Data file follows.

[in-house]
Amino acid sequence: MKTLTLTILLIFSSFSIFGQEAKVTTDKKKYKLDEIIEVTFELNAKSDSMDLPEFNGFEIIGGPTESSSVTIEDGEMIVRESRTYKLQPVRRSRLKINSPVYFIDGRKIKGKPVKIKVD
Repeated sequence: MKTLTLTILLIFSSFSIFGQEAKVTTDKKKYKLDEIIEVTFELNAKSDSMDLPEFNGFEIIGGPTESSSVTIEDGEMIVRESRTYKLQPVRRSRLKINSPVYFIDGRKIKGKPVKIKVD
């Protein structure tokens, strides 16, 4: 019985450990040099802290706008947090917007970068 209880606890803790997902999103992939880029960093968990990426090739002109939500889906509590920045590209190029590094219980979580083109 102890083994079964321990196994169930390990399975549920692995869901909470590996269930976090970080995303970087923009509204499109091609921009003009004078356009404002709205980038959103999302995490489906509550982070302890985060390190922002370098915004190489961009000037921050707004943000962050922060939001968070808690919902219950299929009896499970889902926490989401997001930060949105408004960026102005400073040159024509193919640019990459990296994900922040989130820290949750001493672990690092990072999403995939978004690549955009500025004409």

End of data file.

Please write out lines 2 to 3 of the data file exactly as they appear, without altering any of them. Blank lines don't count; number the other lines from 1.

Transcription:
Amino acid sequence: MKTLTLTILLIFSSFSIFGQEAKVTTDKKKYKLDEIIEVTFELNAKSDSMDLPEFNGFEIIGGPTESSSVTIEDGEMIVRESRTYKLQPVRRSRLKINSPVYFIDGRKIKGKPVKIKVD
Repeated sequence: MKTLTLTILLIFSSFSIFGQEAKVTTDKKKYKLDEIIEVTFELNAKSDSMDLPEFNGFEIIGGPTESSSVTIEDGEMIVRESRTYKLQPVRRSRLKINSPVYFIDGRKIKGKPVKIKVD